If there was anything positive that came from the COVID outbreak, it was the surge of interest in hunting by those that have never tried hunting before. That interest is still growing, right alongside the prices for domestically farmed meat. Yes, you can hunt wild game to fill your freezer cost-effectively, and you can do it even if you have no idea where to begin. That’s because we have the six steps right here to get started on a journey you will enjoy the rest of your life.
Get Some Knowledge!
The first thing any prospective hunter should do is take a hunter education course. These courses can be taken online, and they can be taken in person. If you have zero hunting knowledge, I would recommend taking a course in person because attendees can ask questions and be a part of discussions about how to safely hunt. Hunter education courses are offered by state wildlife agencies and can be located by a simple search online. Perhaps the easiest way to find a course is to first go to your state’s wildlife agency page and then search within that page for “hunter education course.”
Hunter education courses are required to get a hunting license and prospective hunters will receive materials to study that are valuable resources. Additionally, prospective hunters will have the chance to meet other hunters and possibly cover Step 2, which is to find a mentor. Be sure to get your instructor’s contact information for future questions!
Find a Mentor
Finding a mentor is probably the second most valuable step to starting your journey to become a hunter. Mentors are out there. Attending a hunter education course and asking if there is someone who can help you learn to hunt is a great way to find one.
However, making contacts at local gun shops or hunt clubs, asking at church or work are also good ways to find someone who hunts to help you get started. National conservation organizations (such as National Wild Turkey Federation, National Deer Association, Ducks Unlimited, Delta Waterfowl and so on) will have local chapters. Those chapters will have shooting events and banquets, and those are gold mines for finding someone to help you learn to hunt. The NRA has resources that are extremely valuable for finding a mentor. The NRA Women’s Wilderness Escape is a great place for women to start. Each state has programs or special licenses for new hunters. Here is a great link to get you started!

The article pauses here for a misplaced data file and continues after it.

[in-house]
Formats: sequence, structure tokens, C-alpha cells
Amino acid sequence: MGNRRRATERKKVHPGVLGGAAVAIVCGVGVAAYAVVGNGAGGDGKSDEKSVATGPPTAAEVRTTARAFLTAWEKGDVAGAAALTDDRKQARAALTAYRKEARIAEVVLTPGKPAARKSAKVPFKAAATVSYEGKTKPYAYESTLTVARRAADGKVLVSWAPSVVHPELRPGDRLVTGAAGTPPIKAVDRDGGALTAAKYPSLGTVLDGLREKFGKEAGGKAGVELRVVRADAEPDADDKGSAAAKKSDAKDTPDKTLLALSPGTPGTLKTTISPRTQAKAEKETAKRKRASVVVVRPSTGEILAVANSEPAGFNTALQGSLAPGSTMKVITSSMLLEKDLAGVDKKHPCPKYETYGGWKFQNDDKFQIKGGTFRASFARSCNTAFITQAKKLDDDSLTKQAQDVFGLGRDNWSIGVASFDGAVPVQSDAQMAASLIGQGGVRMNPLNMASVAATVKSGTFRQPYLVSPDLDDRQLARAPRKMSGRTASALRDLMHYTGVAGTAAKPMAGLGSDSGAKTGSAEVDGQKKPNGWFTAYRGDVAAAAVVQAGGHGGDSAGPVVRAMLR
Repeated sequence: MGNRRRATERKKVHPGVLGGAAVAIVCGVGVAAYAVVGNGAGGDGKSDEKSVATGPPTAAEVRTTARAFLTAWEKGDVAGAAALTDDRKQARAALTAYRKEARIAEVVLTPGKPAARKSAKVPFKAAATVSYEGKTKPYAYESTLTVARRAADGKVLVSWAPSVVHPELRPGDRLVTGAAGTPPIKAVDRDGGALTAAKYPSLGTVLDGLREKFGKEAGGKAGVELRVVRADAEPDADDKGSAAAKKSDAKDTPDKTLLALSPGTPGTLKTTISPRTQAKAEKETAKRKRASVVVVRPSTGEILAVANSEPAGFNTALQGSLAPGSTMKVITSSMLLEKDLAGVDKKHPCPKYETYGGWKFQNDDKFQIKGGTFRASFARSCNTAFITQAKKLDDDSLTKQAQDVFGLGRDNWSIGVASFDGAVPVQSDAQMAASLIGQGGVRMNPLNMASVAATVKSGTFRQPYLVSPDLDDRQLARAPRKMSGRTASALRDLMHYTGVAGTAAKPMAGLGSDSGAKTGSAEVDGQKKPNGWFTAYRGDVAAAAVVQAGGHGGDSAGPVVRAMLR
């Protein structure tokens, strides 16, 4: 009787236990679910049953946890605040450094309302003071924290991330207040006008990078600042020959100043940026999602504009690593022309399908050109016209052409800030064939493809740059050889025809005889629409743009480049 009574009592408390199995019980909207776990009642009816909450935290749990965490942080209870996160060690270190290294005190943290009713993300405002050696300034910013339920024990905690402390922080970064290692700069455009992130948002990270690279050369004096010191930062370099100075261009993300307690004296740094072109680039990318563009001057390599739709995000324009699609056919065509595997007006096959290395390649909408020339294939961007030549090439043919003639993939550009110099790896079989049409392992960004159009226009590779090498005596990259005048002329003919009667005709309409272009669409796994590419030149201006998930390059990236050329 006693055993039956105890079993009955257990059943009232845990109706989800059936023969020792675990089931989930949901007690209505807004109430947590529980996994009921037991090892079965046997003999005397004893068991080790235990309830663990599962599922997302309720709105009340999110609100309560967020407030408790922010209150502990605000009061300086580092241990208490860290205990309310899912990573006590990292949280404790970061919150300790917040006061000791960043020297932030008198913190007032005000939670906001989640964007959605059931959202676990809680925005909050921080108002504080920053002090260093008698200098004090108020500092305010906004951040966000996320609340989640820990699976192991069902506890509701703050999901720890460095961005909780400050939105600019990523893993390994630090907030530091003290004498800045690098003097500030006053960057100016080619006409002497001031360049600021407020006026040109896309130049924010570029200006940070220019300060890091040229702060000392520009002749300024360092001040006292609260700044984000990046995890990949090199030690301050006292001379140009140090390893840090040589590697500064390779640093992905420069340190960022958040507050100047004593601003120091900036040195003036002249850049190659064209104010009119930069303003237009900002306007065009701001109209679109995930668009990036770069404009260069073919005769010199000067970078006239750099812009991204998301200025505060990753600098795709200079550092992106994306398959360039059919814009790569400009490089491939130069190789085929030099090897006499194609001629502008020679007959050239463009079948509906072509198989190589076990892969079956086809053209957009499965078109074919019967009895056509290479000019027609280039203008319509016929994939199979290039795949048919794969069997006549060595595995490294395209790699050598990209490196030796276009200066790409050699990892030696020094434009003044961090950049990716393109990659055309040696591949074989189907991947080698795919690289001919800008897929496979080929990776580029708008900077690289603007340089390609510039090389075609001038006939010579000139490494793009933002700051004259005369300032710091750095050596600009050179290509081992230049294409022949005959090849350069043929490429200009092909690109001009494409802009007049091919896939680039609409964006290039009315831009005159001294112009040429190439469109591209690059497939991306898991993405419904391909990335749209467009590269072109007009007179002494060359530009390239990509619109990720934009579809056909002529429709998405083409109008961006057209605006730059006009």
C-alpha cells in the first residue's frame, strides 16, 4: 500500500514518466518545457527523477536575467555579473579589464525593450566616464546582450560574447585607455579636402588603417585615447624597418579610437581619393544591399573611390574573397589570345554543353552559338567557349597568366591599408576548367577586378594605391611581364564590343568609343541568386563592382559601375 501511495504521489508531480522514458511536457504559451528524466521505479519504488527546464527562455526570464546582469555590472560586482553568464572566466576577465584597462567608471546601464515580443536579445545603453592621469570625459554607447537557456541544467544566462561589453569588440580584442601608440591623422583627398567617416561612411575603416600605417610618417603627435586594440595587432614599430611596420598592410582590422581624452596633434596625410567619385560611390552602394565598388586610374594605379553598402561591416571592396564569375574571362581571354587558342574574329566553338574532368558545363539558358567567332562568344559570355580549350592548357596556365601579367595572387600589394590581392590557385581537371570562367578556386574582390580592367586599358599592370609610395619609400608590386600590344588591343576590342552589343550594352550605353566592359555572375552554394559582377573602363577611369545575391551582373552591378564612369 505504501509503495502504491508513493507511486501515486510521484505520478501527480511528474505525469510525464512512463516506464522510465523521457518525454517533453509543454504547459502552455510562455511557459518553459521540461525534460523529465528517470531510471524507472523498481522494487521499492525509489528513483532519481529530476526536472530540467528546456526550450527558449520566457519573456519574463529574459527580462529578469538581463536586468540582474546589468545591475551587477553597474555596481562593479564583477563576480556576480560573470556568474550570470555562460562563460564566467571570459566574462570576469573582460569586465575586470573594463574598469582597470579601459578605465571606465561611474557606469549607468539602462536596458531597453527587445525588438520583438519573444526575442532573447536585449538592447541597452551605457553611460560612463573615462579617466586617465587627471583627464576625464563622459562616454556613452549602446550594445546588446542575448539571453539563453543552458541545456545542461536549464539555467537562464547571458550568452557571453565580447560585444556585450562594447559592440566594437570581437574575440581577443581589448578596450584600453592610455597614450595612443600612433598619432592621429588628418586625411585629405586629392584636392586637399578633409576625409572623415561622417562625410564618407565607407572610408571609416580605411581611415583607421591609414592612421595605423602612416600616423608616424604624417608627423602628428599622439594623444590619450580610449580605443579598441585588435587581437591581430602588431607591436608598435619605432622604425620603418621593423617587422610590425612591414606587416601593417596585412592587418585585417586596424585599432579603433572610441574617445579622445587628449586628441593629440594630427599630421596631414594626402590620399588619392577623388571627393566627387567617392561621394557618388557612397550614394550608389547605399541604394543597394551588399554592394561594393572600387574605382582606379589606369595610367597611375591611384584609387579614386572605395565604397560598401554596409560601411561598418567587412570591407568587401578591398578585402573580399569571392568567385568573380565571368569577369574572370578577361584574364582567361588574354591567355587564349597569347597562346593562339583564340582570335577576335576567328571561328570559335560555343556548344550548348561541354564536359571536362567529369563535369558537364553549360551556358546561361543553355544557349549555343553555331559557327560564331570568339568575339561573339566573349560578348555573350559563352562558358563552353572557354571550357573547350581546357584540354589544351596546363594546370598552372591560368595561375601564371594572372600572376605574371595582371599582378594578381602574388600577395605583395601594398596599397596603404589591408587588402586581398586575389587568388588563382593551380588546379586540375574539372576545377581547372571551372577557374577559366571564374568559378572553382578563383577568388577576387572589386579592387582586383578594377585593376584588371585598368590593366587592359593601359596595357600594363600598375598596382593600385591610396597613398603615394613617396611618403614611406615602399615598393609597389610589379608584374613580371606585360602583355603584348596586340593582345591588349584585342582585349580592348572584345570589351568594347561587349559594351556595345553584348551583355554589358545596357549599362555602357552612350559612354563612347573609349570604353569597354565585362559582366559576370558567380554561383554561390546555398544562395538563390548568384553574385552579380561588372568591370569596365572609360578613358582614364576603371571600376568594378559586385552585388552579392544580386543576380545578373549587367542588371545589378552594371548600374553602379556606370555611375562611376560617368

Why would you want a mentor? Well, if you have a mentor you will learn under the supervision of an experienced hunter who can help you avoid mistakes, make the most of your time and cut down on the learning curve. Plus, some states have special licenses and special hunt days which will allow you to try hunting while supervised by an experienced, licensed hunter.
Get Your License!
Obviously you need a license to hunt (unless some special circumstances exist, which you will be aware of after taking the hunter education course). As a hunt event coordinator for a youth outdoor club, I have learned that most new hunters can be overwhelmed by the license selection out there and are sometimes unsure which license they need. License sales are available online these days, but be sure you are accessing the license sale through your state wildlife agency website! Here is a list of them.